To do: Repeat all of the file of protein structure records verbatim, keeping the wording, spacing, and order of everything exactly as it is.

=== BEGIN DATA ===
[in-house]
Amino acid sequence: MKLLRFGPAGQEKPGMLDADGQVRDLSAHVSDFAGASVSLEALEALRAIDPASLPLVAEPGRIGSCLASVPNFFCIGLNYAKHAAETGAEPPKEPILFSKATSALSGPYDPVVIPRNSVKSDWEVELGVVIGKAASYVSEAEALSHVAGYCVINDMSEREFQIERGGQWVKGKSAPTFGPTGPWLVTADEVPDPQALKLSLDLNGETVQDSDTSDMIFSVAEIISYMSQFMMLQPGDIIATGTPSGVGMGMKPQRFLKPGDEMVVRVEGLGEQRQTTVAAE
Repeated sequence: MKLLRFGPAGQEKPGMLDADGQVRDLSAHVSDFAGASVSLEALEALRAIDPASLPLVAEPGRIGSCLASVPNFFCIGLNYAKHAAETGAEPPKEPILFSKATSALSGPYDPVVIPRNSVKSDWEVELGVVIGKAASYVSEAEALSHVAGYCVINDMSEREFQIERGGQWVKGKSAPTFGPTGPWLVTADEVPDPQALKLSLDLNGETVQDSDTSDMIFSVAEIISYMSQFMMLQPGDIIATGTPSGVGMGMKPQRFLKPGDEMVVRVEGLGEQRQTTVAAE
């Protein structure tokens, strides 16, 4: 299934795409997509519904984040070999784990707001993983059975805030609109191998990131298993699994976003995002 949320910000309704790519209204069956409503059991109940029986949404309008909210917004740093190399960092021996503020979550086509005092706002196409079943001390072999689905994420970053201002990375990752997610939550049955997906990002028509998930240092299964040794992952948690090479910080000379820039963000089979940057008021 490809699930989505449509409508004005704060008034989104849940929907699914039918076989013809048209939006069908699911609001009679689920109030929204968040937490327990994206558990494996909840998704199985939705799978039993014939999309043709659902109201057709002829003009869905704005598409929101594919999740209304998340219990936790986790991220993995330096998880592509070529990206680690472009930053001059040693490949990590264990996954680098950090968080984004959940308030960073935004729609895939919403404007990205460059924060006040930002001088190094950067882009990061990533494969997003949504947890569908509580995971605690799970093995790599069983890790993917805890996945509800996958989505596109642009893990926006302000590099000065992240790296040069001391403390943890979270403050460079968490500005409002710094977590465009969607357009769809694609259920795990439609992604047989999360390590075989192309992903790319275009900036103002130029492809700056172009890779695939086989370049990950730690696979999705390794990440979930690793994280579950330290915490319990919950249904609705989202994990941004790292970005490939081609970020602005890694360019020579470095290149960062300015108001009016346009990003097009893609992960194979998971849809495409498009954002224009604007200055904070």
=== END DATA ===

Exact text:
[in-house]
Amino acid sequence: MKLLRFGPAGQEKPGMLDADGQVRDLSAHVSDFAGASVSLEALEALRAIDPASLPLVAEPGRIGSCLASVPNFFCIGLNYAKHAAETGAEPPKEPILFSKATSALSGPYDPVVIPRNSVKSDWEVELGVVIGKAASYVSEAEALSHVAGYCVINDMSEREFQIERGGQWVKGKSAPTFGPTGPWLVTADEVPDPQALKLSLDLNGETVQDSDTSDMIFSVAEIISYMSQFMMLQPGDIIATGTPSGVGMGMKPQRFLKPGDEMVVRVEGLGEQRQTTVAAE
Repeated sequence: MKLLRFGPAGQEKPGMLDADGQVRDLSAHVSDFAGASVSLEALEALRAIDPASLPLVAEPGRIGSCLASVPNFFCIGLNYAKHAAETGAEPPKEPILFSKATSALSGPYDPVVIPRNSVKSDWEVELGVVIGKAASYVSEAEALSHVAGYCVINDMSEREFQIERGGQWVKGKSAPTFGPTGPWLVTADEVPDPQALKLSLDLNGETVQDSDTSDMIFSVAEIISYMSQFMMLQPGDIIATGTPSGVGMGMKPQRFLKPGDEMVVRVEGLGEQRQTTVAAE
């Protein structure tokens, strides 16, 4: 299934795409997509519904984040070999784990707001993983059975805030609109191998990131298993699994976003995002 949320910000309704790519209204069956409503059991109940029986949404309008909210917004740093190399960092021996503020979550086509005092706002196409079943001390072999689905994420970053201002990375990752997610939550049955997906990002028509998930240092299964040794992952948690090479910080000379820039963000089979940057008021 490809699930989505449509409508004005704060008034989104849940929907699914039918076989013809048209939006069908699911609001009679689920109030929204968040937490327990994206558990494996909840998704199985939705799978039993014939999309043709659902109201057709002829003009869905704005598409929101594919999740209304998340219990936790986790991220993995330096998880592509070529990206680690472009930053001059040693490949990590264990996954680098950090968080984004959940308030960073935004729609895939919403404007990205460059924060006040930002001088190094950067882009990061990533494969997003949504947890569908509580995971605690799970093995790599069983890790993917805890996945509800996958989505596109642009893990926006302000590099000065992240790296040069001391403390943890979270403050460079968490500005409002710094977590465009969607357009769809694609259920795990439609992604047989999360390590075989192309992903790319275009900036103002130029492809700056172009890779695939086989370049990950730690696979999705390794990440979930690793994280579950330290915490319990919950249904609705989202994990941004790292970005490939081609970020602005890694360019020579470095290149960062300015108001009016346009990003097009893609992960194979998971849809495409498009954002224009604007200055904070």